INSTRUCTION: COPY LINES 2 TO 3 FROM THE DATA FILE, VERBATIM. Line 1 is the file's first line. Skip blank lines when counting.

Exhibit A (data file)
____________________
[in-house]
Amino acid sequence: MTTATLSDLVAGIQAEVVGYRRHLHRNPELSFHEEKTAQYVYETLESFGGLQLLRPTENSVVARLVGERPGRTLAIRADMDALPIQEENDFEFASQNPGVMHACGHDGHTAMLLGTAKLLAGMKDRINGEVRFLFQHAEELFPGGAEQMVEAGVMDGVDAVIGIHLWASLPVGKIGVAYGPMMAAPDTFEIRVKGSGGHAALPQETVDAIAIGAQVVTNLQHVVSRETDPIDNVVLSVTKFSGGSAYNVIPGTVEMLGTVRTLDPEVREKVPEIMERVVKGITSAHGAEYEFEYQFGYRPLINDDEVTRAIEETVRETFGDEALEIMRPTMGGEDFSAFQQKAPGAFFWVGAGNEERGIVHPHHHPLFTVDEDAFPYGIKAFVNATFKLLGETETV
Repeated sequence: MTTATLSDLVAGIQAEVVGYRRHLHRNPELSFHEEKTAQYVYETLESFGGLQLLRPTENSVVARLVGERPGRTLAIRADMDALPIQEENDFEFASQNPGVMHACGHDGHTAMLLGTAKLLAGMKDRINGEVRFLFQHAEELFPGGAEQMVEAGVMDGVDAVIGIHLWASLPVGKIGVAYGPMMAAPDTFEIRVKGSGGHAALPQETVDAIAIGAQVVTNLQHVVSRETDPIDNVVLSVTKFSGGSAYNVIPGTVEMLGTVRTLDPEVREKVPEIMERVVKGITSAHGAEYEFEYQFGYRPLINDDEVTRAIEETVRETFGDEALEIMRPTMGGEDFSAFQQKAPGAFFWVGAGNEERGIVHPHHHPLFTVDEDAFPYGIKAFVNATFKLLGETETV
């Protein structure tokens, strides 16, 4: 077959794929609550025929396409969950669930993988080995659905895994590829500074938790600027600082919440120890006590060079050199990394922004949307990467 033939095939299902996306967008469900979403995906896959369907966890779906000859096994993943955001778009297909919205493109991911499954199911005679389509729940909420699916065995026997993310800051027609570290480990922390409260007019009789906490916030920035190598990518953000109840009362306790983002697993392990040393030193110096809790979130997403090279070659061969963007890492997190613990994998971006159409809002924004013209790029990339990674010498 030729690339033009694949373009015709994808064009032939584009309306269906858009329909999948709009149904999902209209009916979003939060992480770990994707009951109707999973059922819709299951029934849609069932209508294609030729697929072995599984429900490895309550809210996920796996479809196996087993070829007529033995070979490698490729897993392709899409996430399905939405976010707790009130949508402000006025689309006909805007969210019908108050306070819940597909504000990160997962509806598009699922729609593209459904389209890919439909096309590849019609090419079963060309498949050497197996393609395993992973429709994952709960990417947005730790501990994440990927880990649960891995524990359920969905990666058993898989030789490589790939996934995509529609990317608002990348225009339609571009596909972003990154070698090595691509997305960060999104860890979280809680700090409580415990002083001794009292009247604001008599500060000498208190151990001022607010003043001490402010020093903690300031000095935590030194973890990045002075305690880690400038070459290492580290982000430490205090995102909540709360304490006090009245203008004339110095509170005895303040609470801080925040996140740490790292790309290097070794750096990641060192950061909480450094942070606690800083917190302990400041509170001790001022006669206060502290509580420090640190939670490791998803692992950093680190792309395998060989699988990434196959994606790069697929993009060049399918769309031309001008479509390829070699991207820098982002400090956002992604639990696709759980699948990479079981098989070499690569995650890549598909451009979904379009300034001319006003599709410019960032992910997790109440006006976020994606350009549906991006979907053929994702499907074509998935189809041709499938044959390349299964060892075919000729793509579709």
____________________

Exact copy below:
Amino acid sequence: MTTATLSDLVAGIQAEVVGYRRHLHRNPELSFHEEKTAQYVYETLESFGGLQLLRPTENSVVARLVGERPGRTLAIRADMDALPIQEENDFEFASQNPGVMHACGHDGHTAMLLGTAKLLAGMKDRINGEVRFLFQHAEELFPGGAEQMVEAGVMDGVDAVIGIHLWASLPVGKIGVAYGPMMAAPDTFEIRVKGSGGHAALPQETVDAIAIGAQVVTNLQHVVSRETDPIDNVVLSVTKFSGGSAYNVIPGTVEMLGTVRTLDPEVREKVPEIMERVVKGITSAHGAEYEFEYQFGYRPLINDDEVTRAIEETVRETFGDEALEIMRPTMGGEDFSAFQQKAPGAFFWVGAGNEERGIVHPHHHPLFTVDEDAFPYGIKAFVNATFKLLGETETV
Repeated sequence: MTTATLSDLVAGIQAEVVGYRRHLHRNPELSFHEEKTAQYVYETLESFGGLQLLRPTENSVVARLVGERPGRTLAIRADMDALPIQEENDFEFASQNPGVMHACGHDGHTAMLLGTAKLLAGMKDRINGEVRFLFQHAEELFPGGAEQMVEAGVMDGVDAVIGIHLWASLPVGKIGVAYGPMMAAPDTFEIRVKGSGGHAALPQETVDAIAIGAQVVTNLQHVVSRETDPIDNVVLSVTKFSGGSAYNVIPGTVEMLGTVRTLDPEVREKVPEIMERVVKGITSAHGAEYEFEYQFGYRPLINDDEVTRAIEETVRETFGDEALEIMRPTMGGEDFSAFQQKAPGAFFWVGAGNEERGIVHPHHHPLFTVDEDAFPYGIKAFVNATFKLLGETETV